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L.A. Times
review by Charles McNulty

Theater review: 'We Are Proud to Present' and a time of genocide

In Jackie Sibblies Drury's play at the Matrix Theatre Company, the depiction of a tragic period in African history is at issue.

Theodor Adorno's oft-quoted, much misunderstood remark, "It is barbaric to write poetry after Auschwitz," raises questions about the ability of artists to represent the Holocaust. How can the cultural tools that were complicit in genocide comment on its barbarity?

Jackie Sibblies Drury has written a spry metatheatrical play to grapple with just this type of knotty problem. Her unwieldy title encodes the difficulty of her project: "We Are Proud to Present a Presentation About the Herero of Namibia, Formerly Known as Southwest Africa, From the German Sudwestafrika, Between the Years 1884-1915."

The setting of Drury's drama, which is having its West Coast premiere courtesy of the Matrix Theatre Company, is a rehearsal hall, in which a company of six actors sets out to create a theater piece on the genocide that took place in German Southwest Africa at the beginning of the 20th century.

The performers enter the room, one munching potato chips, another on a bike, all very much in the bubble mentality of young working actors. They limber up, make small talk, greet one another with unnecessary hugs before the company leader (Julanne Chidi Hill), the lone black woman, gets them down to business.

An introductory lecture, complete with audiovisual aids, is intended to provide an audience with necessary historical background on Namibia. All is still a clumsy work in progress, but the imperative of remembering drives these actors on.

The facts are bloody: The German practice of capriciously favoring one tribe over another combined with an imperial reliance on forced labor led to revolts with disastrous consequences for the colonized. The Herero tribe was decimated.

"The general issues the extermination order," an actor ominously intones. Another chillingly informs us: "Eighty percent of the Herero have been exterminated. Those that survived the camps were used as a source of unpaid labor by the German settlers. And in this way, the German regime continued…."

The trouble these actors are having in creating this piece is that their primary source material is a cache of letters written by Germans about their African experience. (The Herero record is tragically less accessible.) A white actor (John Sloan) considers these letters indispensable. But a black actor (Joe Holt) asks, "Are we just going to sit here and watch some white people fall in love all day?"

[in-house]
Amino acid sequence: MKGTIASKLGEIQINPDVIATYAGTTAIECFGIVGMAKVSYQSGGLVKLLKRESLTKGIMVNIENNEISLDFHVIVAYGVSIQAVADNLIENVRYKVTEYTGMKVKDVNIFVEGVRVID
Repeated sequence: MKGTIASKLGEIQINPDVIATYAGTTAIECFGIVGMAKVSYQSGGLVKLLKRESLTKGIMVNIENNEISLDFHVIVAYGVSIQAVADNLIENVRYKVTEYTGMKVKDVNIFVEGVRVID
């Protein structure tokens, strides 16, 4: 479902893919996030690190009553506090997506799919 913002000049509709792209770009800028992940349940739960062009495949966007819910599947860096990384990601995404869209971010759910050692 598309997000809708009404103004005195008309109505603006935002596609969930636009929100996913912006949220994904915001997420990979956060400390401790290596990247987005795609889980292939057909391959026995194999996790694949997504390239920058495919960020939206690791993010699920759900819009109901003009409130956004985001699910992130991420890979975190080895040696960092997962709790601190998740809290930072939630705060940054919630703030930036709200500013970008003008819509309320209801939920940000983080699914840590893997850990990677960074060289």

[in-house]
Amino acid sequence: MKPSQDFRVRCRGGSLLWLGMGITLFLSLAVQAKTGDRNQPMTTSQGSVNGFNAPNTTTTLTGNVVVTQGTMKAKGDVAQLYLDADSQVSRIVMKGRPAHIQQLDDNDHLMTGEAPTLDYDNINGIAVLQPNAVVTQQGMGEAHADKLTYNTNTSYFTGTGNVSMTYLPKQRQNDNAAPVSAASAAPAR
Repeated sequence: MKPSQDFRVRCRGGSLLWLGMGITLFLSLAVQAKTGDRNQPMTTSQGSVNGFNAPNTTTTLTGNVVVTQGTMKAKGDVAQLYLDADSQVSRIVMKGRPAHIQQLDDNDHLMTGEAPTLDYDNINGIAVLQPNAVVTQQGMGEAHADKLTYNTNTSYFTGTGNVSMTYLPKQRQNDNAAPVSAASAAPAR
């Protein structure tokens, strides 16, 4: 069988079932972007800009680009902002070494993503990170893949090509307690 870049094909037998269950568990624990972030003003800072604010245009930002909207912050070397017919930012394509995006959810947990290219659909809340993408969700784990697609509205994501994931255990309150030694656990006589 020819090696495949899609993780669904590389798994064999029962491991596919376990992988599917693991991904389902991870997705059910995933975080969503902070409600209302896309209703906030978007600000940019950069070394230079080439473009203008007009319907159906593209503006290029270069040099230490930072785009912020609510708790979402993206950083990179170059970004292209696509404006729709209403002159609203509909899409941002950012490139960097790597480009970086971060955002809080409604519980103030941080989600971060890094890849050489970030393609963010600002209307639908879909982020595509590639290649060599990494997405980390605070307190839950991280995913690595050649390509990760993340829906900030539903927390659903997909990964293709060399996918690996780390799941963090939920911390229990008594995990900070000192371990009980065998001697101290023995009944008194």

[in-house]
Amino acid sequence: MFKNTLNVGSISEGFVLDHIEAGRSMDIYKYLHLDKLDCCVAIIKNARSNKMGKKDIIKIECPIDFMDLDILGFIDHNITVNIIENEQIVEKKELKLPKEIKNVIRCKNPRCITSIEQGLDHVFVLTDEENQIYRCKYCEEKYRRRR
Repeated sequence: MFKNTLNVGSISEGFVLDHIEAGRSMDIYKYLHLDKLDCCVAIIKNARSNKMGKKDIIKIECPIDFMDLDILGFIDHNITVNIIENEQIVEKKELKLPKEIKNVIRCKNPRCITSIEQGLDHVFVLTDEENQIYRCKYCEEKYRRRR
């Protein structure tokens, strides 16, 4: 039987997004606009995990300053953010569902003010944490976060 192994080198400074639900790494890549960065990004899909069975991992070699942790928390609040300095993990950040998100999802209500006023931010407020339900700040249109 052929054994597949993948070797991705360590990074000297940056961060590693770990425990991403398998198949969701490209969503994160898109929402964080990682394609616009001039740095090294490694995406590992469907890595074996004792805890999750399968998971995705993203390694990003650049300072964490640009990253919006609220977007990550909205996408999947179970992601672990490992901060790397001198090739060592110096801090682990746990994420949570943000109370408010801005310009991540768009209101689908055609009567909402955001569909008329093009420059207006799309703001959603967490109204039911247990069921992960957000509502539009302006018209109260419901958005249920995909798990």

"Where are all the Africans?" he demands to know. His fear is that in concentrating on the German experience the company will inadvertently erase the experience of the Herero. History, in effect, will repeat itself, with tragedy being reduced to a kind of indefensible farce.

Drury's approach to the racial conflict is refreshingly unschematic. The actors who play Another White Man (Daniel Bess) and Another Black Man (Phil LaMarr) would rather defuse the situation than fuel it, though tempers inevitably flare. And the sole white female is too immersed in questions of motivation to take a decisive stand.

Viewing political reality through the lens of theatrical collaboration is a time-tested dramatic formula, one that has been employed by such divergent writers as Peter Weiss and Athol Fugard. Drury is better at playfully setting up her conceit than in developing it. The combustion that's generated — and it gets fairly intense in the closing moments — seems somewhat contrived. The emotion isn't fully earned.

Jillian Armenante's production doesn't quite have the precise focus Drury's intentionally scattered play requires. But the liveliness of the cast maintains the playwright's remarkably light touch — especially impressive given the heaviness of the subject matter.

"We Are Proud to Present" falters a bit in its cathartic stretch, but the work accomplishes something signally important: In recalling a traumatic chapter of African history, it magnifies the biases and conflicts that are inextricably part of the act of remembrance itself.

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